But what I really want to talk about is the food itself. There are so many things I like at Trader Joe’s that I can’t possibly list them all, but I’ll mention a few of my allergy-friendly favorites—especially those which are otherwise hard to find without allergen warnings. (Keep in mind that these aren’t products I’ve ever called in to ask about. I—like both allergists I’ve seen—am decidedly in the label-trusting camp. Though advisory labeling isn’t ever mandatory, I’m comfortable going by labels, and I don’t contact companies unless I have some specific cause for concern.)

The freezer section is what first got me hooked on Trader Joe’s. It’s huge, and they have a lot of foods I wouldn’t otherwise be able to eat unless I somehow managed to learn to make them myself (yikes). The frozen meals are actually a little better than you’d expect of a frozen food—nothing shocking, usually, but definitely a step up. Some of my favorites: the Japanese style fried rice; the Mandarin orange chicken; the spicy beef & broccoli; the tarte d’Alsace; and the burrata, proscuitto, & arugula flatbread. (Sorry about the inconsistent links; I’ve linked to Trader Joe’s website when possible, but they don’t have a page for every product.)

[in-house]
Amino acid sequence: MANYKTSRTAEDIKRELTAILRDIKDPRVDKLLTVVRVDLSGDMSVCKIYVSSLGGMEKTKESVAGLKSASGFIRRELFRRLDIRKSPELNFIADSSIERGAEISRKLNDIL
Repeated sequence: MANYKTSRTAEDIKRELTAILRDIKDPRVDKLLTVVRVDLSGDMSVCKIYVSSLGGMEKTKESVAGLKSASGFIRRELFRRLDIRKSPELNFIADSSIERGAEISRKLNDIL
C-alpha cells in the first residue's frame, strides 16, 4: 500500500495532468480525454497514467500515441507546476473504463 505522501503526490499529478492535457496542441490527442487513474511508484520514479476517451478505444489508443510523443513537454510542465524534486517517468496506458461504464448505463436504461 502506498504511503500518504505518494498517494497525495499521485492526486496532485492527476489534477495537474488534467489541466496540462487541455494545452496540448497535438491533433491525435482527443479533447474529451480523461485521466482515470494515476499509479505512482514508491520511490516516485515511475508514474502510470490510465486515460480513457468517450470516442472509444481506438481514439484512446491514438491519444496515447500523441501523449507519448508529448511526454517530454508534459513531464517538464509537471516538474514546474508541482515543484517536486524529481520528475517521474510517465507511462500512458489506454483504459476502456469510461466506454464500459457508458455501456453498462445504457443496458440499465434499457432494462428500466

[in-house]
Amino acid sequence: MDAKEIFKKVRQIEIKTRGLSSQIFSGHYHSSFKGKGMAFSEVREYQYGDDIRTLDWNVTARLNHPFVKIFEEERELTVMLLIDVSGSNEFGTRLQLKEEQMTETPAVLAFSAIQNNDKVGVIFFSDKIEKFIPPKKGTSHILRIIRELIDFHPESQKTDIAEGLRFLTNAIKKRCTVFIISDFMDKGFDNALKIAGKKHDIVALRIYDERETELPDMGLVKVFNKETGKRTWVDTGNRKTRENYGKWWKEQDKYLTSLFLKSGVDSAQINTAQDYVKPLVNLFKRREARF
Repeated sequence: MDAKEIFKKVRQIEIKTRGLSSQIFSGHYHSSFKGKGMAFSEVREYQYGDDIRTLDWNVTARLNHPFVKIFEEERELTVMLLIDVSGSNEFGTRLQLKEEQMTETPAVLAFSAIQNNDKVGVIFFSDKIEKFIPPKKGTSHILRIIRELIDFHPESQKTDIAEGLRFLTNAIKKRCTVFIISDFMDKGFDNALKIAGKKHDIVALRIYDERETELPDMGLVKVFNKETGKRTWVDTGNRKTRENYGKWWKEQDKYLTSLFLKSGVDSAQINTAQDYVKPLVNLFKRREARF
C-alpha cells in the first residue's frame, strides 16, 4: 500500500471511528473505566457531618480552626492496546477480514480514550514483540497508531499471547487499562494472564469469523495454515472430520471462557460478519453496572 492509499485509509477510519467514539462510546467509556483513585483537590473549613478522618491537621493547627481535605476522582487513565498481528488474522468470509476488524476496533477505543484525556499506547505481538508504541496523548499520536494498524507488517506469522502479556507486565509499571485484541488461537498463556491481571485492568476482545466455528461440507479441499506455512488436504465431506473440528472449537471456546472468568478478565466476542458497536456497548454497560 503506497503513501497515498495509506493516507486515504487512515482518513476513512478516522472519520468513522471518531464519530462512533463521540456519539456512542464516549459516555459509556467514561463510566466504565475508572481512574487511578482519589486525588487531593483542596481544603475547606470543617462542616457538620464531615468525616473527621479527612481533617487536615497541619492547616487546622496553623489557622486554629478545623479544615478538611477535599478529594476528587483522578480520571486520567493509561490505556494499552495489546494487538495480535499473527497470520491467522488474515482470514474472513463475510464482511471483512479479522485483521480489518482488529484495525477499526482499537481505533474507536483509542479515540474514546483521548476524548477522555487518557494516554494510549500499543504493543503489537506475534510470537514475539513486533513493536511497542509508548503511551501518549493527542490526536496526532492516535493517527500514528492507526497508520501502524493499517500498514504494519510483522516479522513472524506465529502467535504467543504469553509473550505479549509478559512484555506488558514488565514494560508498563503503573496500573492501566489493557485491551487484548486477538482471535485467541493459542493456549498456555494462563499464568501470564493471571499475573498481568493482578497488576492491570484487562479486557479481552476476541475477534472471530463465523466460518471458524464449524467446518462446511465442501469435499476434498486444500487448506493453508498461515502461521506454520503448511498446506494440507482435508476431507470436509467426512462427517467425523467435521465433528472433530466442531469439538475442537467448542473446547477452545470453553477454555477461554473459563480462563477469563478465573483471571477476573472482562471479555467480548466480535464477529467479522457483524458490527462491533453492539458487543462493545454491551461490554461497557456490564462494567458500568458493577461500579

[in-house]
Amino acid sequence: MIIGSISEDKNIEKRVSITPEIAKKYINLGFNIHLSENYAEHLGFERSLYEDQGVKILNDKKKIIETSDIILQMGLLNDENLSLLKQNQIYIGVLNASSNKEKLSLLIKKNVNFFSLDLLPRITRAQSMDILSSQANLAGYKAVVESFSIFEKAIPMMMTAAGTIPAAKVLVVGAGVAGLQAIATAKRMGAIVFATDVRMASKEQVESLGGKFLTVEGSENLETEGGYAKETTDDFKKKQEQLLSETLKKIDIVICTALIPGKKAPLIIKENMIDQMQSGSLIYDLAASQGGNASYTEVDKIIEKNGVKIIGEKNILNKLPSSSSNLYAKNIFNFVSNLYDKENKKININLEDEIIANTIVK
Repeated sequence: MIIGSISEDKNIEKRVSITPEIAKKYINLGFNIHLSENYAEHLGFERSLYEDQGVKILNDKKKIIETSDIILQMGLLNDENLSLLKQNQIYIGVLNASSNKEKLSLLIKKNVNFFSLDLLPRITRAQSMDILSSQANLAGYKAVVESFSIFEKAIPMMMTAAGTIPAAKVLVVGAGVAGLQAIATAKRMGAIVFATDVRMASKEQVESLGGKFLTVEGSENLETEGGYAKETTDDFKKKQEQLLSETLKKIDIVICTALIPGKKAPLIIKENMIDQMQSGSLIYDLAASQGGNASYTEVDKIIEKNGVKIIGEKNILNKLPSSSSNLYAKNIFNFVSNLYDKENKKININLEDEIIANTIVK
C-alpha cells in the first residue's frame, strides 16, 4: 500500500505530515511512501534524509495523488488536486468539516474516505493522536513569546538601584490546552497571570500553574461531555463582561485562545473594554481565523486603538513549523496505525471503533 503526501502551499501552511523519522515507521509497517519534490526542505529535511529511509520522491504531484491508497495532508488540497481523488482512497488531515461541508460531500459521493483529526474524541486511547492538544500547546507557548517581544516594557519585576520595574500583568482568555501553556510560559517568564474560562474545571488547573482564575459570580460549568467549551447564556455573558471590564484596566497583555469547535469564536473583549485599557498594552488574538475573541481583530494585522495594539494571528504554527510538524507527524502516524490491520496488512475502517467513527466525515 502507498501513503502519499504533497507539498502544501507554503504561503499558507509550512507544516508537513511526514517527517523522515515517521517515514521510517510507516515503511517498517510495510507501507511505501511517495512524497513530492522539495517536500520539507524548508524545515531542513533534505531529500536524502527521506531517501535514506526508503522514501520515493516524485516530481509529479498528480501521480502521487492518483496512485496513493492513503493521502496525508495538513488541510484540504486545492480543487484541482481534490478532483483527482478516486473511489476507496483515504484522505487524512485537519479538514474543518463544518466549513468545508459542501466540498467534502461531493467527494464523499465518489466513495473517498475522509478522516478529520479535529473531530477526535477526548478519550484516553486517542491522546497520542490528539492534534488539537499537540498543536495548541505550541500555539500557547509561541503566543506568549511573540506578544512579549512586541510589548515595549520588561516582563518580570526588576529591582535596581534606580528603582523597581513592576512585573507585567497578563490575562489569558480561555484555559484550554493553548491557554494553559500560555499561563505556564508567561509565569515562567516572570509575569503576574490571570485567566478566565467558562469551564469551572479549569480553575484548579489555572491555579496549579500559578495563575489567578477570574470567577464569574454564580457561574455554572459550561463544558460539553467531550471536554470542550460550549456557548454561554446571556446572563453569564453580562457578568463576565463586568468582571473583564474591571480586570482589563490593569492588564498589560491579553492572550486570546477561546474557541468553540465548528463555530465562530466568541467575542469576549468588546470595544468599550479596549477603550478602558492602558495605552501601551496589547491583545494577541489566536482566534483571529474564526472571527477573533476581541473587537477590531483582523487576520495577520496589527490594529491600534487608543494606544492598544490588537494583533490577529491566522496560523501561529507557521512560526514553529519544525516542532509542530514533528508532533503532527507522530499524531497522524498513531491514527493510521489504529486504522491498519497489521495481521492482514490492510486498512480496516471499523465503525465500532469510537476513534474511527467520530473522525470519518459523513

They have a lot of dried fruit, too—most of it without any advisory labeling. I don’t actually know of anywhere else to buy safe dried fruit, since it’s almost always processed on equipment that also processes nuts, but a lot of the dried fruit at Trader Joe’s doesn’t seem to be. My favorites are the Turkish apricots and the mandarins, but be warned: the latter are ridiculously sweet.

I love the gluten-free Crispy Crunchy Chocolate Chip Cookies, too. They don’t taste gluten-free—honestly, I really couldn’t tell. They’re crispy, buttery, and a little salty…kind of like what I imagine Tate’s to taste like. You know, if I could eat them. [Edit: A few weeks after I posted this, Trader Joe’s came out with a new cookie of the Crispy Crunchy variety: Ginger Chunk. They’re incredible—buttery and salty with perfectly-distributed chunks of dried ginger. My new favorite store-bought cookies, by a landslide.)